# Reconstructing Binary Signals from Local Histograms

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## Abstract

**:**

## 1. Introduction

## 2. Metameric Signal Classes

## 3. An Algorithm for Reconstructing the Complete Set of Signals from a Sequence of Histograms

- Fact 1
- There is a non-empty and finite set of signals of size m, which share the same histogram h. These can be produced as all the distinct permutations of the following signal:$$S=[\underset{h\left(0\right)}{\underset{\u23df}{0;\dots ;0}};\underset{h\left(1\right)}{\underset{\u23df}{1;\dots ;1}}],$$$$\left(\genfrac{}{}{0pt}{}{h\left(0\right)+h\left(1\right)}{h\left(0\right)}\right)=\frac{\left(h\left(0\right)+h\left(1\right)\right)!}{h\left(0\right)!h\left(1\right)!};$$
- Fact 2
- Consider the windows ${S}_{i-1}$ and ${S}_{i}$ and their corresponding histograms ${h}_{i-1}$ and ${h}_{i}$ for $i=0..n-m$. If ${s}_{i-1}={s}_{i+m-1}$, the histograms will be identical; otherwise, the histograms will differ by the count of one at ${s}_{i-1}$ and at ${s}_{i+m-1}$, and ${s}_{i+m-1}={\overline{s}}_{i-1}$, where $\overline{\xb7}$ is the Boolean “not” operator;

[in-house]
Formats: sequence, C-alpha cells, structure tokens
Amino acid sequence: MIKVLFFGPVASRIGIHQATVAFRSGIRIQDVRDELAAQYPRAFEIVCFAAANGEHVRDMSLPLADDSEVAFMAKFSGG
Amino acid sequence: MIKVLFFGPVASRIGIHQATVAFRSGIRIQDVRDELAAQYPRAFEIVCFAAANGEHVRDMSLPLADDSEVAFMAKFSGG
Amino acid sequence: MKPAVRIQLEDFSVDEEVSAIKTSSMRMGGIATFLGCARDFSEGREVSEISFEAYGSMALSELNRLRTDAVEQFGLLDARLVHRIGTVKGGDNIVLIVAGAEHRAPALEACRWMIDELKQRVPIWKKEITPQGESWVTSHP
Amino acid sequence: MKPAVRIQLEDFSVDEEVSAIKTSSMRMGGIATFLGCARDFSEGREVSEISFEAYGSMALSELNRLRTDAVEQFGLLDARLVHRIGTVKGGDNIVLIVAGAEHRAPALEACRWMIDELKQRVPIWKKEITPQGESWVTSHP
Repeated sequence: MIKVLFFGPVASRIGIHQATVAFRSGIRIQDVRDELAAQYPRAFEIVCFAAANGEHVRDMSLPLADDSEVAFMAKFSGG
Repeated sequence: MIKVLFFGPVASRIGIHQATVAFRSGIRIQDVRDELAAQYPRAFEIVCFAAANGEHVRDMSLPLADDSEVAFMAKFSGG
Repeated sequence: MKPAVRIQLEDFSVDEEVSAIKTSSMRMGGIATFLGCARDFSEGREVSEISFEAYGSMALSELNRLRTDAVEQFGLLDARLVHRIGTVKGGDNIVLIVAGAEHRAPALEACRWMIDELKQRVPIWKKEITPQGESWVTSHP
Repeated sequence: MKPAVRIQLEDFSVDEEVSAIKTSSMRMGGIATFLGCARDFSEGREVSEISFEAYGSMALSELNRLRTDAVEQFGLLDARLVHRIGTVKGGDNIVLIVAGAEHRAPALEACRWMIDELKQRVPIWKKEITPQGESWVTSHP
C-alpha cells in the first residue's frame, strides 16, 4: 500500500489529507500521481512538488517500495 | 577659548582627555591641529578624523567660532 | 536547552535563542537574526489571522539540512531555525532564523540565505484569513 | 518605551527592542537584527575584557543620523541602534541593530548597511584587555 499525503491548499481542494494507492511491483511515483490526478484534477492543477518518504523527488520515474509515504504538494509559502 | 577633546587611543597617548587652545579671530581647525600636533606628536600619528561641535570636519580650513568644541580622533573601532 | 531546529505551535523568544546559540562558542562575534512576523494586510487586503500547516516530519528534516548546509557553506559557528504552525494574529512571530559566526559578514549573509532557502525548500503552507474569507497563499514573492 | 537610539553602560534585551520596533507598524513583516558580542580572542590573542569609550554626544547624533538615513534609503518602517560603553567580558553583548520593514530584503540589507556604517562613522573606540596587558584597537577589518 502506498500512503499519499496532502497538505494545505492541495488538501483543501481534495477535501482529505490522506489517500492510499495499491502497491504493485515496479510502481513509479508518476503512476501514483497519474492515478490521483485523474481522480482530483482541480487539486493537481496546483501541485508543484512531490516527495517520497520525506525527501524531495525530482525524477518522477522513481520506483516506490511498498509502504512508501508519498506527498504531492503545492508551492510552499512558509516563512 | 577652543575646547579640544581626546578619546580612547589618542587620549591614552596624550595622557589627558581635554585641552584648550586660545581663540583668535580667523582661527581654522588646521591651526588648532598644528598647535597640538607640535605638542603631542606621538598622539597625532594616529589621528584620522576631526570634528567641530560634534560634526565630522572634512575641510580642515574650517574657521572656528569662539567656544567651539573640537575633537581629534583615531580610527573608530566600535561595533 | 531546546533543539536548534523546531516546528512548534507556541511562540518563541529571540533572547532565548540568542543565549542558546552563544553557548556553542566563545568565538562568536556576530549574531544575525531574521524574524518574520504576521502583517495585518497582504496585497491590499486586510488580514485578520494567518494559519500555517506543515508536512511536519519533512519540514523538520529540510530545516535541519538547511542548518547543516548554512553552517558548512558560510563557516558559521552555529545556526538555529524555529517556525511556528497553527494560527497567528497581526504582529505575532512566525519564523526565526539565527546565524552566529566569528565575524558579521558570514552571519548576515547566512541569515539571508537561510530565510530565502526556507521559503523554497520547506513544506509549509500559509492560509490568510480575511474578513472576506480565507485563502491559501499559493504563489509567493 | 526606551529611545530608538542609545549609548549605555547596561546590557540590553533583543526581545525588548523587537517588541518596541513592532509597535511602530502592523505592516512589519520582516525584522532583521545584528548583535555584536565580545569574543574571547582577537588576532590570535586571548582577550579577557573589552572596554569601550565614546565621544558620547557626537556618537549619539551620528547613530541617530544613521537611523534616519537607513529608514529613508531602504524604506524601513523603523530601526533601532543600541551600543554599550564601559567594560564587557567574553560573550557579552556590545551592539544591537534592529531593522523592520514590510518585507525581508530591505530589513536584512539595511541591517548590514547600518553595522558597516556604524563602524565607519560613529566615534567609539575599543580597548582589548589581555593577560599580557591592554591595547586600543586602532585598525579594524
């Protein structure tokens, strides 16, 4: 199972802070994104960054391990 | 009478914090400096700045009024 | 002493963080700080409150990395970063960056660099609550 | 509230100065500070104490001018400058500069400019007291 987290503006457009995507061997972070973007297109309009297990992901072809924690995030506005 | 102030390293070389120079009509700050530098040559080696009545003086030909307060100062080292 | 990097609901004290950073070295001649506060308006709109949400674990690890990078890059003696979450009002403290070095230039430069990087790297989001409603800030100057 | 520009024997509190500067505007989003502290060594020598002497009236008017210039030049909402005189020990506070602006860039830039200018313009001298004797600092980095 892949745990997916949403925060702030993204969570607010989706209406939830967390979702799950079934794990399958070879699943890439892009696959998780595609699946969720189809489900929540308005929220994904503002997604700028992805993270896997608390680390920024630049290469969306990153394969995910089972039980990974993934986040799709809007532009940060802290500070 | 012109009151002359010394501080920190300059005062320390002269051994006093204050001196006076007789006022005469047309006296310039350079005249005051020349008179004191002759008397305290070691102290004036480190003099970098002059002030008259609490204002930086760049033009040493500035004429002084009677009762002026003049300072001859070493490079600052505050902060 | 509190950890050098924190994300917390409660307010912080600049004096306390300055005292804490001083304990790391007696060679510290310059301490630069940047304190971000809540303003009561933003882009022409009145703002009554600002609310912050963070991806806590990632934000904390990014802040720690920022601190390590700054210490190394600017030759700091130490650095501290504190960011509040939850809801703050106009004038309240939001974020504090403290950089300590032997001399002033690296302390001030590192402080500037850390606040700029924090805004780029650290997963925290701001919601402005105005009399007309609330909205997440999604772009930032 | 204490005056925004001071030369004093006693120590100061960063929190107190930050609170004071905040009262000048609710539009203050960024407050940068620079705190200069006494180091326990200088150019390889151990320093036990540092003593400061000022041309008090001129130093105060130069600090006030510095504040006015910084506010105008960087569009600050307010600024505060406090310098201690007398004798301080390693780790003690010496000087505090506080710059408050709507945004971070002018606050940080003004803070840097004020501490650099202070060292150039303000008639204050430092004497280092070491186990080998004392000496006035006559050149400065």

- Fact 3
- From Fact 2, it follows that the histogram of $[{s}_{i};{s}_{i+1};\dots ;{s}_{i+m-2}]$ is equal to ${h}_{i}$, but where ${h}_{i}\left({s}_{i+m-1}\right)$ has been reduced by one. We call this ${h}_{i}^{\prime}$;
- Fact 4
- The difference,$${d}_{i}\left(a\right)={h}_{i-1}\left(a\right)-{h}_{i}^{\prime}\left(a\right)=\left\{\begin{array}{c}1,\phantom{\rule{4.pt}{0ex}}\mathrm{when}\phantom{\rule{4.pt}{0ex}}a={s}_{i-1},\hfill \\ 0,\phantom{\rule{4.pt}{0ex}}\mathrm{otherwise}.\hfill \end{array}\right.$$As a consequence, for candidate signals ${S}_{i}^{\prime}$ that have histogram ${h}_{i}$, but that have the wrong value placed at ${s}_{i+m-1}$, the difference will have both negative and positive values.

- Step 1
- Produce a candidate set of all the distinct signals of size m that have the histogram ${h}_{n-m}$;
- Step 2
- For $i=n-m-1$ …0 and for each element in the candidate set ${S}_{i}$:
- Step 2.1
- Calculate ${d}_{i}$.
- Step 2.2